In November, the Education Department’s Under-Secretary, James Kvaal, reported that only 60 percent of the 28 million student loan borrowers who needed to make payments had made them. But this was on 22 million and not the entire 28 million borrowers. About 4 million more new borrowers will enter repayment between March 2024 to March 2025. We are just starting the return to repayment.

Student Loan Servicers Need an On-Ramp Just as Much as Borrowers

Servicers are responsible for 44 million student loan borrowers, of whom 28 million entered repayment. In the first 90 days of repayment resuming, Federal Student Aid penalized Servicers about $12 million. Due to insufficient funding, Servicers are cutting service levels to cope with the complexities of constantly evolving requirements and student loan payment plans. 

Many ordinary and automated tasks, like billing correctly, suffer from delays and errors. Servicers are unable to meet their service level agreements where hold times exceed an hour to as long as 5 hours.

Nelnet recently took on the Discover student loan portfolio, and MOHELA took over the Navient portfolio. They are likely diverting resources and attention towards more profitable portfolios, diluting their focus in the process.

During ION’s outreach to borrowers for its college and university clients, we found more than half of borrowers are unaware of their Servicer; have not signed on with their FSA ID for over a year or set up an account with a Servicer; have never received an email or letter from their Servicer because they have new addresses; and do not have a strategic repayment plan.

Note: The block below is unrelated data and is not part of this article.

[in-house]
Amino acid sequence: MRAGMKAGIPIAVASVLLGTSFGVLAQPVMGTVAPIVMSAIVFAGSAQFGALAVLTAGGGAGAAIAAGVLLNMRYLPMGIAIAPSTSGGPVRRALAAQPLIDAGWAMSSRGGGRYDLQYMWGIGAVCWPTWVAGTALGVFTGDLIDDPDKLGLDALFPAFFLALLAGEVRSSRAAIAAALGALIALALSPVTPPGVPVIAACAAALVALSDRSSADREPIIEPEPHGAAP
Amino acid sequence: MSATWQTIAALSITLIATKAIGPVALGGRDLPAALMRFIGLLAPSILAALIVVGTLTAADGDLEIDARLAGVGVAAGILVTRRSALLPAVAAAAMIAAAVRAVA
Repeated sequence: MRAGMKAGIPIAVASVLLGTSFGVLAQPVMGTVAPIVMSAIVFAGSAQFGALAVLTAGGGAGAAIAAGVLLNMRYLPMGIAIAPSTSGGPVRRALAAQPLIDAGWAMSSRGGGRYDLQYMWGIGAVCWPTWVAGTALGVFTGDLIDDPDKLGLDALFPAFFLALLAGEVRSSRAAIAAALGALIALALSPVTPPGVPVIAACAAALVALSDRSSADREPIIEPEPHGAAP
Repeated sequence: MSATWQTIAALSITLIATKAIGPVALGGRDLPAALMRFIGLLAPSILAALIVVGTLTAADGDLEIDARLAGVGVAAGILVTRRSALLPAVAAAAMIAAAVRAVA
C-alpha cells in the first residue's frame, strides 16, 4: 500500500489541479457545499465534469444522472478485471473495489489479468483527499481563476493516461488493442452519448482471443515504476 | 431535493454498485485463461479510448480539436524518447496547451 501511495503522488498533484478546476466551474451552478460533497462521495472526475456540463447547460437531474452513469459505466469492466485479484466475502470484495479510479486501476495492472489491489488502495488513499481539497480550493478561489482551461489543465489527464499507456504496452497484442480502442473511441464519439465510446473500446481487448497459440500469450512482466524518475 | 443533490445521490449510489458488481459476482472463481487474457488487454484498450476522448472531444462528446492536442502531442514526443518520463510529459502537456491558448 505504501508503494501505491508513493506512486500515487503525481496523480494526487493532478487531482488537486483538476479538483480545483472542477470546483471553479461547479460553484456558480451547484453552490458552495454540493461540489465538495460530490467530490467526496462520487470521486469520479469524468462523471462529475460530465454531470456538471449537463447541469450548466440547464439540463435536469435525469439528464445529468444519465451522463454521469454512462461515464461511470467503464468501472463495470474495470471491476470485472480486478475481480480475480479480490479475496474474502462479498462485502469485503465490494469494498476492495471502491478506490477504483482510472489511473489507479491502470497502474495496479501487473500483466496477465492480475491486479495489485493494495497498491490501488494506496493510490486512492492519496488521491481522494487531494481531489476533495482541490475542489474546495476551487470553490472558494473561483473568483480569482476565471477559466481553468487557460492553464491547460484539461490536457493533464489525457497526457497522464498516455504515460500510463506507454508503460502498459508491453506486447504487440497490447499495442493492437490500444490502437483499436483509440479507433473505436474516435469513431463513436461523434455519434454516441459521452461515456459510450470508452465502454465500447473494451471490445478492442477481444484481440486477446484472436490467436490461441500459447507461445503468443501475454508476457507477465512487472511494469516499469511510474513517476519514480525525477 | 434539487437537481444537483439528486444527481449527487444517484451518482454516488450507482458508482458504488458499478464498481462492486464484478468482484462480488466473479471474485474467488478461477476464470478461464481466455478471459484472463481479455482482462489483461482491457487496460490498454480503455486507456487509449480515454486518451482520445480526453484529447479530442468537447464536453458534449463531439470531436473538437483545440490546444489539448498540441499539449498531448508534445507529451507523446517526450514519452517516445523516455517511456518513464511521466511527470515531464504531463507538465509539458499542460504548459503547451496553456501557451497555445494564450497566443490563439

What Can Colleges Do to Prevent Cohort Default Rates (CDR) from Doubling?

Program data through 2019 tells us that 40 percent of all borrowers will enter an IDR plan. This means almost 13 million borrowers must be served within 90 to 120 days. This is an impossible task that requires nearly 4 million manhours.

One – establish an in-school financial literacy and loan repayment management education program. Particularly for online and hybrid campuses. Good financial literacy programs ensure students understand their debt obligation and are ready to resume repayment when their grace period ends.

Two – if you adopt the first initiative, implement a repayment management assistance program through a third-party servicer or your financial aid department. Make the program available online to the extent possible.

Three – ensure that you track your cohorts with NSLDS reports and refer any delinquent students to your third-party servicer to enter an optimal repayment plan. Pay your third-party servicer for “curing” delinquencies, not moving borrowers into forbearance.

Adopting the first two initiatives will reduce the cost of controlling the CDR.